Melissa Harris-Perry: I'm Melissa Harris-Perry, welcome back to The Takeaway where we're indulging in a bit of nostalgia.
Melissa Harris-Perry: Yes, those are the voices of the Marvelettes singing Please Mr. Postman. In 1961, this single became the first Motown tune to hit number one. That's the sweet story of a girl waiting to hear from her guy, not by text, Twitter, Snapchat, but by waiting for a letter. In the decade that followed the release of this song, thousands of American families waited for the postman, hoping for word from their sons, and their beaus who were serving in Vietnam. Mail has kept us connected in love and in war. Indeed, the Postal Service is so fundamental to who we are as a nation that the founders established the Postal Service before they even signed the Declaration of Independence. That's a fact we're reminded of in a Winifred Gallagher's stunning 2017 text, How the Post Office Created America.
In that book, Gallagher writes, "With astonishing speed, the post established the United States as the world's information and communications superpower." Nearly 250 years later, the post remains a vital organ in the nation's central nervous system. You talk to us about what it meant to you as well.
Ruth: My name is Ruth [unintelligible 00:01:31], I'm calling from Morris Township, New Jersey. Post office means to me, it's one of the last threads of universal community, it's a service that we share in this country. I can count on communicating with someone this way more reliably than any other. This is one essential social and community glue that I really, really value and would hate to see go or diminished or even kept at the diminished level of funding that it's at now. We talk about improving communities. This is already here.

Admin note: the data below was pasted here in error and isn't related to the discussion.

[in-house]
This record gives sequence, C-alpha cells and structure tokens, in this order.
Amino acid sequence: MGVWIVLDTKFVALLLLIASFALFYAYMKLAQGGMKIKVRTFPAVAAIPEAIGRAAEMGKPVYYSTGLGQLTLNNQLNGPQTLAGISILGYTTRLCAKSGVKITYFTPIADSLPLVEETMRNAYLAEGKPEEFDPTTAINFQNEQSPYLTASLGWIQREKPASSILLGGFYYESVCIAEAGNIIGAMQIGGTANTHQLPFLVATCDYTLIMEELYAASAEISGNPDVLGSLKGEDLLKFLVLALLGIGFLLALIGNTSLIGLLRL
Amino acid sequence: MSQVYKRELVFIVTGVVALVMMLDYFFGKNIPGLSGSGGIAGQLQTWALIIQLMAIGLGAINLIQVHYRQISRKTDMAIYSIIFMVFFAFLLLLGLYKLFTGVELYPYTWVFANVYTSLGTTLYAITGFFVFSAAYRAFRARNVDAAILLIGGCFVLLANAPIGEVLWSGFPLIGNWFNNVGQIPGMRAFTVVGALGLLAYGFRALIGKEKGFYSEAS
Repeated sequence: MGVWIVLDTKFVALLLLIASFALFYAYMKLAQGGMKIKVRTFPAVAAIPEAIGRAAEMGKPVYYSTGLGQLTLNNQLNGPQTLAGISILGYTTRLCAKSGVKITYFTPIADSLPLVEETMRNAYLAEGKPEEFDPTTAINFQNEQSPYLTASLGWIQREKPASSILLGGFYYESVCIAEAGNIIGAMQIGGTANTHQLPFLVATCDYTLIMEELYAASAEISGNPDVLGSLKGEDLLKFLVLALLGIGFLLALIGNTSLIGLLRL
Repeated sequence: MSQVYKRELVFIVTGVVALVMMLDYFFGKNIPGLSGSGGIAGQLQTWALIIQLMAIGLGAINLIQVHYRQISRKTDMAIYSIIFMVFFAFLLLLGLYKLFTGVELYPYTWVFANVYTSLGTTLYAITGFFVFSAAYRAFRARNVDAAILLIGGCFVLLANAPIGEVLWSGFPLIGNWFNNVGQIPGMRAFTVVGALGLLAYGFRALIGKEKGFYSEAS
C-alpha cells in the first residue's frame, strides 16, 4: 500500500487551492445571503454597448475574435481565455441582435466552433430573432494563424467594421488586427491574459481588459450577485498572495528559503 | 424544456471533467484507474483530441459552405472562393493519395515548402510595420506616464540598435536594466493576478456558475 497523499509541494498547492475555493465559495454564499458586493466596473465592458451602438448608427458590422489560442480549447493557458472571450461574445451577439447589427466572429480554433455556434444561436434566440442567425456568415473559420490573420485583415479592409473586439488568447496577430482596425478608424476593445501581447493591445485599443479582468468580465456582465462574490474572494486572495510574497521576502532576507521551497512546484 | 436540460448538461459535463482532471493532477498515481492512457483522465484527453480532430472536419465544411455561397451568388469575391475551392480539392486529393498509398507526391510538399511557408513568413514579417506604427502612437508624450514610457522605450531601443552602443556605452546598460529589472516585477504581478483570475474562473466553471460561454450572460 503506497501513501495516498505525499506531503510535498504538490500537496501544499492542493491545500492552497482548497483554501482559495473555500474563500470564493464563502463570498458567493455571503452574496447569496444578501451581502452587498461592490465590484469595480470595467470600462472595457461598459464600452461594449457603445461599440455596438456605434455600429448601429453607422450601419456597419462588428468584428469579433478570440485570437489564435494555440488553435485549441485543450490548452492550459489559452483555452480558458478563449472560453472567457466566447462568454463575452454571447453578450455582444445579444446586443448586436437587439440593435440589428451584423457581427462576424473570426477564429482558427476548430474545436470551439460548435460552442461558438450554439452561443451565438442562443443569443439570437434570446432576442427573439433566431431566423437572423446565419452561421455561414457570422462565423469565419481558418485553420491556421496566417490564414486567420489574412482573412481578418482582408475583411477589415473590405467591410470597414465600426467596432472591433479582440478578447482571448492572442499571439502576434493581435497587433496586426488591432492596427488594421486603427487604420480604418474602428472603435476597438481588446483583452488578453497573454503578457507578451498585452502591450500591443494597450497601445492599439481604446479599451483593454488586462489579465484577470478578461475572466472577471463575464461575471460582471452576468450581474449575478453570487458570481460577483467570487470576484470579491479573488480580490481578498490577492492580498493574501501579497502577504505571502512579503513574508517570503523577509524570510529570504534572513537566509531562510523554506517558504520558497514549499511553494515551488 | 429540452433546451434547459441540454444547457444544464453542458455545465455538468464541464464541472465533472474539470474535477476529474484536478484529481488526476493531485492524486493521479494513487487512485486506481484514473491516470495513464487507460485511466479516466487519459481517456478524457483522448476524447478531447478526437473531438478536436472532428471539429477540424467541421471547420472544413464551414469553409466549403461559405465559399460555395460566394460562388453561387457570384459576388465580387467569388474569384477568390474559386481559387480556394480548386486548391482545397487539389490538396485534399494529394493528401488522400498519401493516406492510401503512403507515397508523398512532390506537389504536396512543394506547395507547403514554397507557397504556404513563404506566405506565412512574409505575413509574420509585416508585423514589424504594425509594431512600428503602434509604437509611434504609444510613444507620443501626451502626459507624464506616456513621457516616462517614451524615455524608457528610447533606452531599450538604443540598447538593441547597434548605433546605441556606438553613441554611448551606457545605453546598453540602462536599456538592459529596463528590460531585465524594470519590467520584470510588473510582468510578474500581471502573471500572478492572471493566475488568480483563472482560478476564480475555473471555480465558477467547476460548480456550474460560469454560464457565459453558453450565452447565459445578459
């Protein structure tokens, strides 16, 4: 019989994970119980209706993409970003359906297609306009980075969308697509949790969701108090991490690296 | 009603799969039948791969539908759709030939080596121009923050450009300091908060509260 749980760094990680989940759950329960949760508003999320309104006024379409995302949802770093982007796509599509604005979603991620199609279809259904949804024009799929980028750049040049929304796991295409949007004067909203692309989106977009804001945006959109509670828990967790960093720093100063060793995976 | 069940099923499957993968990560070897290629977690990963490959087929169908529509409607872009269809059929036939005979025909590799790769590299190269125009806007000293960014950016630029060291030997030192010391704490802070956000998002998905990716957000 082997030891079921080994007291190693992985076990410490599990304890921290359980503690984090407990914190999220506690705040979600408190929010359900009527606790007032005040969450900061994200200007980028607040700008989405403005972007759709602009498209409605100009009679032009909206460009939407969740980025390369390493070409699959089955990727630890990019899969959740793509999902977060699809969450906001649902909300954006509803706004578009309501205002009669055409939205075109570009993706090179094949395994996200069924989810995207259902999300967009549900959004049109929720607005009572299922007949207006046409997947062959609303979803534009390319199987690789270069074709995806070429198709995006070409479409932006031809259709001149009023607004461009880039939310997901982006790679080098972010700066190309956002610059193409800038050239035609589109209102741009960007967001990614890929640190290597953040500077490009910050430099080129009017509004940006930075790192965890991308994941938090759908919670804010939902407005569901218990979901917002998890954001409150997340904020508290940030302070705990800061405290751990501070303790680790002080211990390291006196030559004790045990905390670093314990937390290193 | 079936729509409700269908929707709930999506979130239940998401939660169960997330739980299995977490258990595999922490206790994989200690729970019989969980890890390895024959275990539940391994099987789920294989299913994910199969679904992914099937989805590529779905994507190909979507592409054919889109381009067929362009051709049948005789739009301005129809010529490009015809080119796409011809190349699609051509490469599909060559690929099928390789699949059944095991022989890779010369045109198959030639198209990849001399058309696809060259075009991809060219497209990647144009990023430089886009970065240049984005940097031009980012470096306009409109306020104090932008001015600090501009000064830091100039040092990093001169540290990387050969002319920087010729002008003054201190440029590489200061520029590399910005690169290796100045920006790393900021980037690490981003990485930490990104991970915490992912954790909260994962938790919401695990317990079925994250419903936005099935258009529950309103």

Alegra: Hi, my name is Alegra [unintelligible 00:02:00] I'm calling from Sacramento, California, and the Postal Service is very important to me. It's how I communicate with my rural friends and family. I mail care packages and letters for the older folks to read. They don't have Internet access and receiving real mail that they can hold in their hands, it's very important to them. It's how they pay their bills. They have no other alternative.
Gail: Hi, this is Gail from San Rafael, California. The post office is important to me because I get my medicine by mail, I vote by mail, I shop and make returns by mail, and I love my local postal workers. They're the best.
Kyle Franklin: My name is Kyle Franklin and I'm calling from Seattle, Washington. A handwritten note is so much more meaningful than an email or even a printed letter. The post office allows me to connect with friends and loved ones near and far to show I care through its services.
Melissa Harris-Perry: Now, it's pretty clear from your calls that the Postal Service is a big part of your lives, but the USPS is far from healthy. Findings from the Government Accountability Office or GAO found that the Postal Service lost 87 billion over the last 14 fiscal years. Back in March, Postmaster General, Louis DeJoy proposed a 10-year strategic plan to address the fiscal problems. The plan includes cutting post office hours and extending so-called service standards. The changes would significantly delay mail delivery for most households and businesses.